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Originally posted by kybertech
That's right the next gen Intel Processors are going to have a hardware kill switch, trigger-able remotely.
Till now I didn't even consider that something like that would be possible.
From my understanding any backdoor would have to be implemented on the Software layer (also see the OpenBSD FBI code issue)
Originally posted by jamiros
Well, being in the IT business the i5 and i7 processors already have a "kill switch" in them in case of robbery. If your laptop gets stolen you call Intel and the first time the computer is connected to the internet the CPU "locks" it's self. The only way to open it is by calling Intel again and asking for a re-activation.
All this I got straight from the vendor Intel.
Speaking to IT Business, Allen explained that corporate IT departments could configure Sandy Bridge-based laptops to be deactivated on demand, providing a remote 'kill-switch' that enables lost or stolen laptops to be rendered useless remotely.
While the technology is simply an enhancement of anti-theft technologies already available on some corporate Intel platforms, it's an indication that Intel may be targeting Sandy Bridge at large corporations. Sadly, however, there are currently no signs of the technology appearing at the consumer level, where it could mimick Apple's Mobile Me remote management technology on its iPhone and iPad devices.
Originally posted by unityemissions
Oh screw this. I stayed with intel because their E3300 was a mere $39 and it got me to 3.8ghz, but this is beyond ridiculous. I'm going back to amd for my next and all future builds after this little bit of info. Besides, their 4 & 6 core chips are way cheaper than intel's stuff.
screw intel, ms, & apple..
linux & amd all the way baby!!
Your car may be equipped with Stolen Vehicle Slowdown or Ignition Block capability. Your car may have Stolen Vehicle Slowdown capability that enables OnStar, in connection with Stolen Vehicle Assistance services,to slow down your car remotely to assist law enforcement in its recovery. OnStar may also slow down your car if required by law or as required to protect our rights or property or the safety of you or others. If you don't want Stolen Vehicle Slowdown capability on your car, you must contact OnStar by pressing the blue OnStar button in your car and requesting that this capability be disabled. If you choose to disable this capability, it will not be available under any circumstances and can only be re-enabled at an authorized car dealership at your expense. Your car may also have Ignition Block capability that enables OnStar, in connection with Stolen Vehicle Assistance services, to send a signal to prevent your car from starting the next time that someone attempts to start it. OnStar may also disable the ignition of your car if required by law or as required to protect our rights or property or the safety of you or others.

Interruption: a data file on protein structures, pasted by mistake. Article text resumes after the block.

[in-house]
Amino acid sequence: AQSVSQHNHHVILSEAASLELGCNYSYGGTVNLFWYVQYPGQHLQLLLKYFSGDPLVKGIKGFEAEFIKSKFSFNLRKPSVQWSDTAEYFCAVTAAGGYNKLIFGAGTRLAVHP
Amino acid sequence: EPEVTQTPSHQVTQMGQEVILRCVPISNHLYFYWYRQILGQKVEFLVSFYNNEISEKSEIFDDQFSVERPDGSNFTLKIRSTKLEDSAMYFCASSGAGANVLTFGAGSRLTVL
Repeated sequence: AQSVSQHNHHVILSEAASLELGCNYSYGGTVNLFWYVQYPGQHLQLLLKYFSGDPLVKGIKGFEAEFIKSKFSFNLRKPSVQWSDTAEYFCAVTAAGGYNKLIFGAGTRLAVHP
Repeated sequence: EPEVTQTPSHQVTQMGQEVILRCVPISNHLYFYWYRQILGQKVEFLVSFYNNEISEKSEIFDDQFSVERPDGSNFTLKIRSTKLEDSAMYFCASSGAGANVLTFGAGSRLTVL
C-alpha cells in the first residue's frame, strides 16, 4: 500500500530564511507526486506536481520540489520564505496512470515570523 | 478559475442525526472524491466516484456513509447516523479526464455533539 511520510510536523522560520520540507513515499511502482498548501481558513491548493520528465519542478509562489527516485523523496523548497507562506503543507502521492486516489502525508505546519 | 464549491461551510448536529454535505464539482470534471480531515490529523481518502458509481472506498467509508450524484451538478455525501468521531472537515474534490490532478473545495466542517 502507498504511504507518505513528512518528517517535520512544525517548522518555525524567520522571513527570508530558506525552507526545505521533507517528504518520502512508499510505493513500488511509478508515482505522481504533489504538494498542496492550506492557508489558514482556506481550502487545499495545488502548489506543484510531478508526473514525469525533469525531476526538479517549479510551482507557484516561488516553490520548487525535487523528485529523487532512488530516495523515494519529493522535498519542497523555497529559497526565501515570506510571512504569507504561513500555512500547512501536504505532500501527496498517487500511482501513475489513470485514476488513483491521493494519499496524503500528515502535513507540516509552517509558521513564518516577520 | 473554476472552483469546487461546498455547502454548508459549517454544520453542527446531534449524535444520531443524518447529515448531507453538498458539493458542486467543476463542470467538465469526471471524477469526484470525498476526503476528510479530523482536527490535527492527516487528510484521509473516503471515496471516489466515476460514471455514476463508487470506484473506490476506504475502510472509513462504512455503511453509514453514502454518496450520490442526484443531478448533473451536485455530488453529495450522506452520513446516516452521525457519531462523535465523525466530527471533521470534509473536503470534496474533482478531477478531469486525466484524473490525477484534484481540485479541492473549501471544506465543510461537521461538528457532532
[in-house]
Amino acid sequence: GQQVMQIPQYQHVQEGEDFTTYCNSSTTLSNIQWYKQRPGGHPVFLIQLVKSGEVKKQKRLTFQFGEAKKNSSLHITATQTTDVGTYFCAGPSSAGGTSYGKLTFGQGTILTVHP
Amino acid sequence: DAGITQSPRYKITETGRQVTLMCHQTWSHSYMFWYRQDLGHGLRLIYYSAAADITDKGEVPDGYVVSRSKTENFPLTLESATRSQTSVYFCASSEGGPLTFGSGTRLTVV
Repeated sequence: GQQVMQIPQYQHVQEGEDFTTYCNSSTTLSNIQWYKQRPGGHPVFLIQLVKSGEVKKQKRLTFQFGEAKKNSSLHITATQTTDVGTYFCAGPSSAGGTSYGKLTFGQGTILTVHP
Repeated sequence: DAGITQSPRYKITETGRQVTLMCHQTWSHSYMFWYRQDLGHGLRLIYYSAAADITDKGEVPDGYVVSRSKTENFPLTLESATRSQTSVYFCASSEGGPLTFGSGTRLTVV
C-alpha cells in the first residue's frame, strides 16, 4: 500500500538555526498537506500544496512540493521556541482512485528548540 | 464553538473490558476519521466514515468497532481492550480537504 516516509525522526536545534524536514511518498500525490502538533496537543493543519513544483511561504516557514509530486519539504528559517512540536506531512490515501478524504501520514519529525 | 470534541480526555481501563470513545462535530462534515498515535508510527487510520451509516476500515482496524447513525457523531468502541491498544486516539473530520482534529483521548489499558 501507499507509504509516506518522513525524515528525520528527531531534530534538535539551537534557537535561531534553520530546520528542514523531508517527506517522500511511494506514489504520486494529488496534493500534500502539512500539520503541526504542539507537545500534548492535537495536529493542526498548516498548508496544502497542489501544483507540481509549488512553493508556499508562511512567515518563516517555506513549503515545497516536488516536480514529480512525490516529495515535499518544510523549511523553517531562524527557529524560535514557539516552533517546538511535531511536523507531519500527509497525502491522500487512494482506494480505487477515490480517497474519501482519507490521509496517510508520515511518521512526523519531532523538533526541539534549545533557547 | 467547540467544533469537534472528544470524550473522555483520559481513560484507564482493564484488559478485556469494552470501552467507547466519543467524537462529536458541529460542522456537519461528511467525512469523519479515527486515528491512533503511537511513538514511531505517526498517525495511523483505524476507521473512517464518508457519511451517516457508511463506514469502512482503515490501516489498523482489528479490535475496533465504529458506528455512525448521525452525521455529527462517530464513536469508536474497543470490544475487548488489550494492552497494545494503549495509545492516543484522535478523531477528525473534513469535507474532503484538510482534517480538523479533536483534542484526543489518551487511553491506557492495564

Starting 2009, General Motors began equipping about 1.7 million of new vehicles with Stolen Vehicle Slowdown, which allows OnStar to remotely slow down the stolen vehicle. An OnStar operator informs the driver inside the stolen vehicle that the car is about to stop. Brakes and steering still function.
they requested that OnStar use its Stolen Vehicle Slowdown® technology to bring it to a stop. Ruiz had his Tahoe back without a scratch 16 minutes after OnStar was called, and the suspect was safely apprehended.
From a security standpoint, the biggest addition Sandy Bridge will deliver will be the ability to remotely kill and restore a lost or stolen PC via 3G, Marek said. Previously, that capability, which delivers a "poison pill" that can remotely wipe the PC's hard drive, was only available via Ethernet or Wi-Fi. Now, if that laptop has a 3G connection, the PC can be protected, Marek said.
Originally posted by kinda kurious
Back On topic, sorry for misdirect.
Actually as nefarious as the "kill switch" seems, it would require external access (internet) to activate, no?
By what other means could it be accessed? Seems like the computer's OS would need to be a willing accomplice. For example one of my PC's running Win 7 recently began freezing randomly, it required a "hot patch" from Microsoft. I suppose the inverse could activate the kill via automatic updates or virus/timestamp?
So my question would be, how would Intel "press the off button" remotely?
edit on 20-12-2010 by kinda kurious because: typos - spacing
Intel vPro technology is a set of features built into a PC's motherboard and other hardware. Intel vPro is not the PC itself, nor is it a single set of management features (such as Intel Active Management Technology/Intel AMT) for sys-admins. Intel vPro is a combination of processor technologies, hardware enhancements, management features, and security technologies that allow remote access to the PC (including monitoring, maintenance, and management) independently of the state of the operating system (OS) or power state of the PC. Intel vPro is intended to help businesses gain certain maintenance and servicing advantages, security improvements, and cost benefits in information technology (IT) areas.